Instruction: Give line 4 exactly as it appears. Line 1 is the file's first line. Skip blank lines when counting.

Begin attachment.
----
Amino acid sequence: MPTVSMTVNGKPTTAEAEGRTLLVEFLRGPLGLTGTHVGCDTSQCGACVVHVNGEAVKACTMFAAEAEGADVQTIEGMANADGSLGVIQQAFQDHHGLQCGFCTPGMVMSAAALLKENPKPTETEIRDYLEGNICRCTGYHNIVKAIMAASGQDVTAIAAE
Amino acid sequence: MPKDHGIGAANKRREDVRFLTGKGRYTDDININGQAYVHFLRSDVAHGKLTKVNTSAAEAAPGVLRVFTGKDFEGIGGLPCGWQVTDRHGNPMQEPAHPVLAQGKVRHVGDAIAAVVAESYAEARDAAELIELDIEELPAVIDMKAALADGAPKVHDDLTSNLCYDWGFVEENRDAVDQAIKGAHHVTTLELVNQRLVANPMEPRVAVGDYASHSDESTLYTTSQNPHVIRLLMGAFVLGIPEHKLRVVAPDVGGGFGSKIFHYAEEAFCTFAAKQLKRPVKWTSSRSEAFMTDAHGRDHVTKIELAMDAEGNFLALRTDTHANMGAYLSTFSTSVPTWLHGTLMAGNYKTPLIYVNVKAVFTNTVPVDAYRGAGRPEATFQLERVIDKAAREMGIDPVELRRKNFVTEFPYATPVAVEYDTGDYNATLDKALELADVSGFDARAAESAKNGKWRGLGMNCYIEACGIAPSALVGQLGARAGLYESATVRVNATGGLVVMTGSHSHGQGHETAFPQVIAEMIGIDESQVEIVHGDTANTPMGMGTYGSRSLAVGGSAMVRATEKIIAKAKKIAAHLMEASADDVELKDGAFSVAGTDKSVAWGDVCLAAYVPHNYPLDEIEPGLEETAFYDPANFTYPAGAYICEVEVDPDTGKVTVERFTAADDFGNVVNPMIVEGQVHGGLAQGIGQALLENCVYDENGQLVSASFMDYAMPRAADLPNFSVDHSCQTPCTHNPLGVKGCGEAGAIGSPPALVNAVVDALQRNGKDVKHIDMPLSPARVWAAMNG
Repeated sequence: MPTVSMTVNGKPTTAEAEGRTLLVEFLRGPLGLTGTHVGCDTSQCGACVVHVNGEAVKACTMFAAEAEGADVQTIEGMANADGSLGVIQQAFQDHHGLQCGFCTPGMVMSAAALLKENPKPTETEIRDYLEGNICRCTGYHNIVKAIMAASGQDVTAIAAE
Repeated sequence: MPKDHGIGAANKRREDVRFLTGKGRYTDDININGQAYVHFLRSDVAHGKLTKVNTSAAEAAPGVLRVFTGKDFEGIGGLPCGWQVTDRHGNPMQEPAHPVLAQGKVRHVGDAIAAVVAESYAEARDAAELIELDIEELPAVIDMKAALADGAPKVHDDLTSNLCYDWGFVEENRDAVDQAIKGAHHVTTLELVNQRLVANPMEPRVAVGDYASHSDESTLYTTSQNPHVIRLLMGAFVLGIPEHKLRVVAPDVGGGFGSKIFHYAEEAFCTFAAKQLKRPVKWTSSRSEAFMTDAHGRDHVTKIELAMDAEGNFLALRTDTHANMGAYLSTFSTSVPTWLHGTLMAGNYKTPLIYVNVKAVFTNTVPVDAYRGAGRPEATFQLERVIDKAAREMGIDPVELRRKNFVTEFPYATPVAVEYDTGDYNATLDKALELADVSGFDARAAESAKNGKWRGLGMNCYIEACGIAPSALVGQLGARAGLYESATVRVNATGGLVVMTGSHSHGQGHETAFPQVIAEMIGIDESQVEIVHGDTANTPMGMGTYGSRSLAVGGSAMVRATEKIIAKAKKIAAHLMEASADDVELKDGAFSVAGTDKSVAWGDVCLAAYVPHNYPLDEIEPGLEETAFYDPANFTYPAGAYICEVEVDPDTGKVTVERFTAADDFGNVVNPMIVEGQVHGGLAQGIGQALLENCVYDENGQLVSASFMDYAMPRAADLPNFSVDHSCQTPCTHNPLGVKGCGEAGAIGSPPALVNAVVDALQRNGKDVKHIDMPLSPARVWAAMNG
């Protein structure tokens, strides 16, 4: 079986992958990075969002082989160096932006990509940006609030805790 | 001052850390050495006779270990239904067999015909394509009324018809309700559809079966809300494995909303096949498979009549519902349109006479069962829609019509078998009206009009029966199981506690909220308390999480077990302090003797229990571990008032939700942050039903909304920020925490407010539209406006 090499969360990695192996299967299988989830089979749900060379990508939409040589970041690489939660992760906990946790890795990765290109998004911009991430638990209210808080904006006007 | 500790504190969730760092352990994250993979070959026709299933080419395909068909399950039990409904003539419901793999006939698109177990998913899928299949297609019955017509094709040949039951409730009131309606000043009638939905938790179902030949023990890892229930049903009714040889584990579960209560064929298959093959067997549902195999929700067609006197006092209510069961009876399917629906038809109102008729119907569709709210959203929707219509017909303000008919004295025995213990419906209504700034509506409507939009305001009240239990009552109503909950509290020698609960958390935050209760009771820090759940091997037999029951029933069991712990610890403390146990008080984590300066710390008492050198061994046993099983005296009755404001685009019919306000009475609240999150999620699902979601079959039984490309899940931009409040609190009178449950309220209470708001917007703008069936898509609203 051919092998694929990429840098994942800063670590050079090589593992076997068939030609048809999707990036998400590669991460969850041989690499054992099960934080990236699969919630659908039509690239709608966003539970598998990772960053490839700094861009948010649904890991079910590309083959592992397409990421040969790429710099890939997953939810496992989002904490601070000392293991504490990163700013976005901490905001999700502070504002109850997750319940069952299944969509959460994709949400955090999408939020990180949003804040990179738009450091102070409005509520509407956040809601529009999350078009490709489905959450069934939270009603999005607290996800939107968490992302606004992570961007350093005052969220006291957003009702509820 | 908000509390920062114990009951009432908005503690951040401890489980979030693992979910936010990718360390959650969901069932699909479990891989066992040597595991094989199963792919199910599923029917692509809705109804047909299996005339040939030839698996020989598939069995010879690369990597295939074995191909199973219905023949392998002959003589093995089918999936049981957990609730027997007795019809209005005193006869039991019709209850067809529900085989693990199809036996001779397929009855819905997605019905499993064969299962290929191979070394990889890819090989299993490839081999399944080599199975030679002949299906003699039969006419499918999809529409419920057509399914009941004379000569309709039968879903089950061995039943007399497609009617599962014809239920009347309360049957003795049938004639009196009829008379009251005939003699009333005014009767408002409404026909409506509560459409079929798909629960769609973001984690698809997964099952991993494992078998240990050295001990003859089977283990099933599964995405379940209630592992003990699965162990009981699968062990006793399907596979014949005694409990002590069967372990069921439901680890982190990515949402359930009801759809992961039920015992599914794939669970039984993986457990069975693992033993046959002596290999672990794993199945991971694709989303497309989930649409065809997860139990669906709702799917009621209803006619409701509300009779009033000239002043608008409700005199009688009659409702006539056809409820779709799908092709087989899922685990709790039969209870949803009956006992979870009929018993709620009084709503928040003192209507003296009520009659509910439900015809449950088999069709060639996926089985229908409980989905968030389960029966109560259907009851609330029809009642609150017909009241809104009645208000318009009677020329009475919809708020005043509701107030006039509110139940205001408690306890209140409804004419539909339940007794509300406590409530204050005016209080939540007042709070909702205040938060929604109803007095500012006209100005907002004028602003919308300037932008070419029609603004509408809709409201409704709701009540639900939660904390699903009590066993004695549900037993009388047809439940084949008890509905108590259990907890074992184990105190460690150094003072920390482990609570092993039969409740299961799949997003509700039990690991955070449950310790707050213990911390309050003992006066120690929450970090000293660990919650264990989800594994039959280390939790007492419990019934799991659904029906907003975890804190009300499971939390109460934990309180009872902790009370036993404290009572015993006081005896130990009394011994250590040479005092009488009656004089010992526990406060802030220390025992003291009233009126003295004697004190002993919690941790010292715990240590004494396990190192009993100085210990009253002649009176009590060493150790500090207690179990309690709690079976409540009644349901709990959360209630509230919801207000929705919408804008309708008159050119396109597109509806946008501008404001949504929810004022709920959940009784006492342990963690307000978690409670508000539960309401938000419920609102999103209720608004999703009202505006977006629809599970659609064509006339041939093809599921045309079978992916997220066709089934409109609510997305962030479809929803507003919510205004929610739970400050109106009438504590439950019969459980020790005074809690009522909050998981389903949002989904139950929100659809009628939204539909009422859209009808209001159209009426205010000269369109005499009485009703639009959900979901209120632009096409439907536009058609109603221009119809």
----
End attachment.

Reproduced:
Repeated sequence: MPKDHGIGAANKRREDVRFLTGKGRYTDDININGQAYVHFLRSDVAHGKLTKVNTSAAEAAPGVLRVFTGKDFEGIGGLPCGWQVTDRHGNPMQEPAHPVLAQGKVRHVGDAIAAVVAESYAEARDAAELIELDIEELPAVIDMKAALADGAPKVHDDLTSNLCYDWGFVEENRDAVDQAIKGAHHVTTLELVNQRLVANPMEPRVAVGDYASHSDESTLYTTSQNPHVIRLLMGAFVLGIPEHKLRVVAPDVGGGFGSKIFHYAEEAFCTFAAKQLKRPVKWTSSRSEAFMTDAHGRDHVTKIELAMDAEGNFLALRTDTHANMGAYLSTFSTSVPTWLHGTLMAGNYKTPLIYVNVKAVFTNTVPVDAYRGAGRPEATFQLERVIDKAAREMGIDPVELRRKNFVTEFPYATPVAVEYDTGDYNATLDKALELADVSGFDARAAESAKNGKWRGLGMNCYIEACGIAPSALVGQLGARAGLYESATVRVNATGGLVVMTGSHSHGQGHETAFPQVIAEMIGIDESQVEIVHGDTANTPMGMGTYGSRSLAVGGSAMVRATEKIIAKAKKIAAHLMEASADDVELKDGAFSVAGTDKSVAWGDVCLAAYVPHNYPLDEIEPGLEETAFYDPANFTYPAGAYICEVEVDPDTGKVTVERFTAADDFGNVVNPMIVEGQVHGGLAQGIGQALLENCVYDENGQLVSASFMDYAMPRAADLPNFSVDHSCQTPCTHNPLGVKGCGEAGAIGSPPALVNAVVDALQRNGKDVKHIDMPLSPARVWAAMNG